I think I prefer this fit better better than the extremely snug polos I had last year. I purchased a medium instead of small, but a part of me wishes I got small. The polo is a bit big and tucking it in only helped a little bit. It was also very long in the body (covers my ass when its untucked) as well as the sleeves which means that some shortening is in order; the cuffs were also loose on my wrist. However, I think I’m going to wait until I wash these a bit to see if any shrinking helps the problem!
Here it is worn with a late 1930’s houndstooth, triple patch pocket sportcoat in all of its filmstar-style glory. It even reminds me of the outfit I wore to the park two years ago! I’d love to see this same look explored with a more modern cut jacket, as this late 30’s piece has padded shoulders and a slightly long length. The color combination is killer, and I love how the houndstooth just pops thanks to the solids of the other pieces.
1930’s Houndstooth Jacket, Oviatt Polo from SJC, Grey wool trousers from J. Crew,
Brown suede single-monks from Barney’s (eBay)
Ethan – Contemporary Casual Suiting
Gotta have something more modern right? The inspiration for this came out from Andreas Larsson, the manager of Berg & Berg. He wore his deep polo (pretty good for modern!) with a navy suit and I loved it. Unfortunately, SJC ran out of navy Oviatt polos when I decided to buy them on discount, so I went with Jade Green in a regular two button placket for some variation since we already had two Oviatt ones. Note that both the Oviatt and regular placket were common in the 1930’s.
Like Mr. Larsson, I wore mine with a navy suit, except my suit is a Suit Supply linen/wool one. The suit was purchased almost 2 years ago and fits a little too snugly on me (36S, not my current 38S) since my tastes on fit has definitely changed. Still, I think it looks great, especially for casual suiting; I’d probably get more use out of the jacket than the trousers. To finish it off, I wore my off white espadrilles to give off some Mike P. vibes (with a bit of 1930’s beach tailoring).
It is a contemporary look, but I think that fits the bill as a modern-meets-vintage style. More and more guys are starting to rock polos with suits and jackets, and I like that I’m apart of that trend, even though I’m promoting the use of vintage collars. That detail is something that many sartorial guys refuse to accept. It just makes my personal style unique in a world where people obsesses over Italy and Britain, since I’m approaching tailoring with my accurate love of 1930s-1940s American menswear. I mean this outfit is pretty Italian, but it’s got some of my own vintage flavor!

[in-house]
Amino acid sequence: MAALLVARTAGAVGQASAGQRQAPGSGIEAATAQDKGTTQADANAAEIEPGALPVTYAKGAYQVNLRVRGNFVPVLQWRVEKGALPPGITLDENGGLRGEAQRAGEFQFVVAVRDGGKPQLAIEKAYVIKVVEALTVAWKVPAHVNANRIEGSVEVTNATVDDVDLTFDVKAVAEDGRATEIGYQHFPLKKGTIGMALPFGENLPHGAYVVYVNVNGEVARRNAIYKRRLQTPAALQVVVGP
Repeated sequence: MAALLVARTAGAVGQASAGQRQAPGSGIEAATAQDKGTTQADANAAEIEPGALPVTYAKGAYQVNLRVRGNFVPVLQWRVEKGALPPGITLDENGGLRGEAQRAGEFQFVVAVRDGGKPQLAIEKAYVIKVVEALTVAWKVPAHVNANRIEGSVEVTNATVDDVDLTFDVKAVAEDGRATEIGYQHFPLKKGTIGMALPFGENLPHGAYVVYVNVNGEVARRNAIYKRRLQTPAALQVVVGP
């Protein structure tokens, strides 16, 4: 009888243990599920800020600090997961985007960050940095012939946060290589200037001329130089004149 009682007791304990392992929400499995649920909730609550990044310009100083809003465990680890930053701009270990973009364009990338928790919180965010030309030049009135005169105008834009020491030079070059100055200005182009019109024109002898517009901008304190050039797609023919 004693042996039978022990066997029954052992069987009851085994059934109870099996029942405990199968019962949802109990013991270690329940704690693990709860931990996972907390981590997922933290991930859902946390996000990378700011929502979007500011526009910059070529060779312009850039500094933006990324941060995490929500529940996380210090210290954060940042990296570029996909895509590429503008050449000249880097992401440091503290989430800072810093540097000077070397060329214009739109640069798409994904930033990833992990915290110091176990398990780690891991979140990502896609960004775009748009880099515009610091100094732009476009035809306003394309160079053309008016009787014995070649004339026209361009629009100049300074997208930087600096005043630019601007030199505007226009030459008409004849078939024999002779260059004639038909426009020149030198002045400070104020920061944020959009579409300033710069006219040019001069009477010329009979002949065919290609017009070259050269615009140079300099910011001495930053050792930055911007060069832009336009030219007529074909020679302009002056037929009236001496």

The entire look is perfect for casual suiting (it’s a step down in formality from Spencer’s outfit) and I’d prefer this over wearing a tee shirt and sneakers with your suit. The fact that it’s all mainly cotton, linen, and canvas helps make things look easy and comfy.
It’s even a smart look without the jacket, which I honestly prefer (the jacket looked a little “try hard”). This look is much more in the same vein as the 1930s-1940s inspiration pictures I posted earlier! If only these pants were pleated and a bit wider; I could relax all day in this or a similar outfit.
Again, the shirt was slightly too large since I purchased a medium instead of a small. Hopefully it’ll shrink a bit when I wash them! I’ll also take this moment to voice my main complaint for this jade shirt: the damn right collar won’t stay down. It was pretty annoying that it would curl back up. Might be good for guys who prefer to have them standing like normal dress shirt collar, but not for me!
Linen/Wool Lazio Fit Suit from Suit Supply, Jade Polo from SJC,
Espadrilles from Espadrille Store
Polos are definitely coming back in menswear, especially in regard to sartorial looks. While I do enjoy wearing them with tailored jacket and trousers like the 1930’s, I think that having polo shirts in the 1930’s style takes it a step further. We can talk about the current influence that Italian and British tailoring has had on the classic menswear renaissance, but I like to keep things a bit different and look toward classic Golden-Era American fashion for inspiration.
I’m very happy that SJC came out with its reproduction 1930’s polos, since I finally able to commit to the polo shirt rules: slightly fitted, deeper placket, long collar. I love being able to have some heft with my collar (propping it over my lapels is a plus) and making sure it has a deep placket allows me to keep cool. All of these details are what’s missing from modern polos, which is why I like going vintage. Most guys, even modern menswear enthusiasts, may not care for this style, but I love it. I hope to wear these SJC polos for years to come!
Always a pleasure,
Street x Sprezza
Photography by Spencer O., Scott E., and Ethan W.